photo of notebook with pen

This is part three of a four part blog. Last week, I gave away my essential NaNoWriMo survival tips. This week, I’m going to take a look at the next steps.

Now that NaNoWriMo 2016 is almost over, we can take a deep breath and look back at what we’ve created. Have you achieved what you wanted to over the month of November? Can you look back at the words you’ve written and smile, knowing that you’re capable of achieving the impossible? Maybe you’ve even surpassed it?

If you found yourself petering out over the month, don’t worry – it’s 30 days long. 720 hours of forcing yourself to write an insane amount of fiction. That’s not normal. No one does that.

Whatever your experience of NaNoWriMo – even if you didn’t take part this year – the important thing to take away from the experience is that, if someone else can achieve something incredible, there’s no reason why you shouldn’t be able to do the same.

So, now what?

Now What? Months
Take a month out. Forget about your novel; forget about your plot. Definitely forget about the plot holes. I’m willing to stake my cat’s whiskers on the fact that never, in the entire history of literature, has an extended piece of fiction been completed in a single draft.

Getting the first draft down on the page is a frantic rush; it may even be a cathartic release. By no means does that mean you’ve got the finished article. January and February are NaNoWriMo’s Now What? Months. This is your chance to make a commitment to finish your novel. Visit the NaNoWriMo site, pledge to revise your novel over the coming months, and reap the rewards.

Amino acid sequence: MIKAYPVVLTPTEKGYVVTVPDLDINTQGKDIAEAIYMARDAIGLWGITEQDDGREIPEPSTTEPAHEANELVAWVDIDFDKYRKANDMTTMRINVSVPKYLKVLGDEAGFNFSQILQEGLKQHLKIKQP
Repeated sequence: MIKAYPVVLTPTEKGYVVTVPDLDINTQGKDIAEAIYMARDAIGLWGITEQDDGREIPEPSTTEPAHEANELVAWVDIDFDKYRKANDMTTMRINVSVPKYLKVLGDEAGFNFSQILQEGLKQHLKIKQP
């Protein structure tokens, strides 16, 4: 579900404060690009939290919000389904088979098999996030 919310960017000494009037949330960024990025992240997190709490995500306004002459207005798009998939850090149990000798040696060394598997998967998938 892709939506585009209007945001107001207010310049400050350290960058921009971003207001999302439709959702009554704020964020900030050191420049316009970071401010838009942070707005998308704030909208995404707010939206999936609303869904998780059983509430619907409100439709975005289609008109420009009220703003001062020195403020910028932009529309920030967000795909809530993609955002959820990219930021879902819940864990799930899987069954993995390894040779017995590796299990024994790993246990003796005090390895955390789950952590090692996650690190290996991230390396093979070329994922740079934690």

Go on. Do it now.

While you’re at it, if you know anyone else who’s been writing this month, encourage them to make the pledge with you. This is a chance to get your students involved in and thinking about writing the entire year through.

Camp NaNoWriMo
Don’t confine your writing habits to November. If you’ve arrived at this blog post, you’ve already proven yourself to be a creative individual. I’m sure you have a whole heap of amazing ideas; it’s unfair to hide away and deny the world your work. Keep writing.

Camp NaNoWriMo gives writers a further two opportunities to write throughout the year. Set your own word count goals, join a team of up to 12 writers, and spur each other on over the month to achieve your goals.

This is especially useful for younger writers. Knocking out an entire novel over the course of a month is a pretty tall order. Knocking out a novel over the course of three separate months? That’s a much more realistic prospect.

Be a promoter
Even the most social media-savvy of millennials might not have encountered NaNoWriMo before. If their friends aren’t doing it, how would they find out about it? Help to get the message out there to children by promoting NaNoWriMo in your school. Talk about it in lessons, put up posters, hold assemblies; however you choose to do it, just make sure they know that there’s an entire community out there solely dedicated to helping them write their novel.

Next week, we’ll take a look at what intensive writing programmes like NaNoWriMo can do to help younger writers.

Did you take part this year? What were your experiences? Let us know by commenting below, or getting in touch with us on social media.

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